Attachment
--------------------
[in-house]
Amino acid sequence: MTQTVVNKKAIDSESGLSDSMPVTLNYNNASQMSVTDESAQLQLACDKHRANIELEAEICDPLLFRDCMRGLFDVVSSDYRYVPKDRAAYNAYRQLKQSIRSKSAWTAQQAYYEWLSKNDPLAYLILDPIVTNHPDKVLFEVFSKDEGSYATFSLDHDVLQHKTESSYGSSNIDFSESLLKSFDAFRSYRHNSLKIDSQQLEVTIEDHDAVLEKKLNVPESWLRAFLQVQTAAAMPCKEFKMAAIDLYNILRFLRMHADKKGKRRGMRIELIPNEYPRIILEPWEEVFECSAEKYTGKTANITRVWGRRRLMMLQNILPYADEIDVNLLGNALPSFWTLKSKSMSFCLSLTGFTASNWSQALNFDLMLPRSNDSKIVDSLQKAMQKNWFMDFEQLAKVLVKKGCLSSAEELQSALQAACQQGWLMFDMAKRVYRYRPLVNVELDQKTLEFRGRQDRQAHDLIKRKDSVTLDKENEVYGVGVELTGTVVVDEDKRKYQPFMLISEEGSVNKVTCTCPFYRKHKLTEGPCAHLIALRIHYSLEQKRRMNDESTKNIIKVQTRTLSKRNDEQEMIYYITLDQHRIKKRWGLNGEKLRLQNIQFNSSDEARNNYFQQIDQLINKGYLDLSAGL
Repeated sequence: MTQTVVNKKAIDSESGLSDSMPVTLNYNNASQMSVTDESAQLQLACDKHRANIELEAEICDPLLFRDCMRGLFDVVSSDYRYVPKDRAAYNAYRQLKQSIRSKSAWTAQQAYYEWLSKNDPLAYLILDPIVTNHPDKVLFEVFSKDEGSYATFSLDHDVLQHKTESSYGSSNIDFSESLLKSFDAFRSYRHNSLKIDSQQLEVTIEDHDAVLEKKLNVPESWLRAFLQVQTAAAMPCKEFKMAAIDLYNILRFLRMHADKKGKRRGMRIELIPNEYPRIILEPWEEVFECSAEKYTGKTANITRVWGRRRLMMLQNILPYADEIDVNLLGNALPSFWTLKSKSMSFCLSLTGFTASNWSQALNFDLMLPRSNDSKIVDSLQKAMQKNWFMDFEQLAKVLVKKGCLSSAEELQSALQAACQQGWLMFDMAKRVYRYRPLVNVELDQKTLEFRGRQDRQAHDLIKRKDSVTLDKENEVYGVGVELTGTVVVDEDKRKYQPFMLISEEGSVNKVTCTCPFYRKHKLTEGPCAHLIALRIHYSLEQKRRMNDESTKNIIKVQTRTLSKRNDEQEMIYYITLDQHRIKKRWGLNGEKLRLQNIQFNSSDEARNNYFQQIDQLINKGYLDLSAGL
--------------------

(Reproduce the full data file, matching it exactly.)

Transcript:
[in-house]
Amino acid sequence: MTQTVVNKKAIDSESGLSDSMPVTLNYNNASQMSVTDESAQLQLACDKHRANIELEAEICDPLLFRDCMRGLFDVVSSDYRYVPKDRAAYNAYRQLKQSIRSKSAWTAQQAYYEWLSKNDPLAYLILDPIVTNHPDKVLFEVFSKDEGSYATFSLDHDVLQHKTESSYGSSNIDFSESLLKSFDAFRSYRHNSLKIDSQQLEVTIEDHDAVLEKKLNVPESWLRAFLQVQTAAAMPCKEFKMAAIDLYNILRFLRMHADKKGKRRGMRIELIPNEYPRIILEPWEEVFECSAEKYTGKTANITRVWGRRRLMMLQNILPYADEIDVNLLGNALPSFWTLKSKSMSFCLSLTGFTASNWSQALNFDLMLPRSNDSKIVDSLQKAMQKNWFMDFEQLAKVLVKKGCLSSAEELQSALQAACQQGWLMFDMAKRVYRYRPLVNVELDQKTLEFRGRQDRQAHDLIKRKDSVTLDKENEVYGVGVELTGTVVVDEDKRKYQPFMLISEEGSVNKVTCTCPFYRKHKLTEGPCAHLIALRIHYSLEQKRRMNDESTKNIIKVQTRTLSKRNDEQEMIYYITLDQHRIKKRWGLNGEKLRLQNIQFNSSDEARNNYFQQIDQLINKGYLDLSAGL
Repeated sequence: MTQTVVNKKAIDSESGLSDSMPVTLNYNNASQMSVTDESAQLQLACDKHRANIELEAEICDPLLFRDCMRGLFDVVSSDYRYVPKDRAAYNAYRQLKQSIRSKSAWTAQQAYYEWLSKNDPLAYLILDPIVTNHPDKVLFEVFSKDEGSYATFSLDHDVLQHKTESSYGSSNIDFSESLLKSFDAFRSYRHNSLKIDSQQLEVTIEDHDAVLEKKLNVPESWLRAFLQVQTAAAMPCKEFKMAAIDLYNILRFLRMHADKKGKRRGMRIELIPNEYPRIILEPWEEVFECSAEKYTGKTANITRVWGRRRLMMLQNILPYADEIDVNLLGNALPSFWTLKSKSMSFCLSLTGFTASNWSQALNFDLMLPRSNDSKIVDSLQKAMQKNWFMDFEQLAKVLVKKGCLSSAEELQSALQAACQQGWLMFDMAKRVYRYRPLVNVELDQKTLEFRGRQDRQAHDLIKRKDSVTLDKENEVYGVGVELTGTVVVDEDKRKYQPFMLISEEGSVNKVTCTCPFYRKHKLTEGPCAHLIALRIHYSLEQKRRMNDESTKNIIKVQTRTLSKRNDEQEMIYYITLDQHRIKKRWGLNGEKLRLQNIQFNSSDEARNNYFQQIDQLINKGYLDLSAGL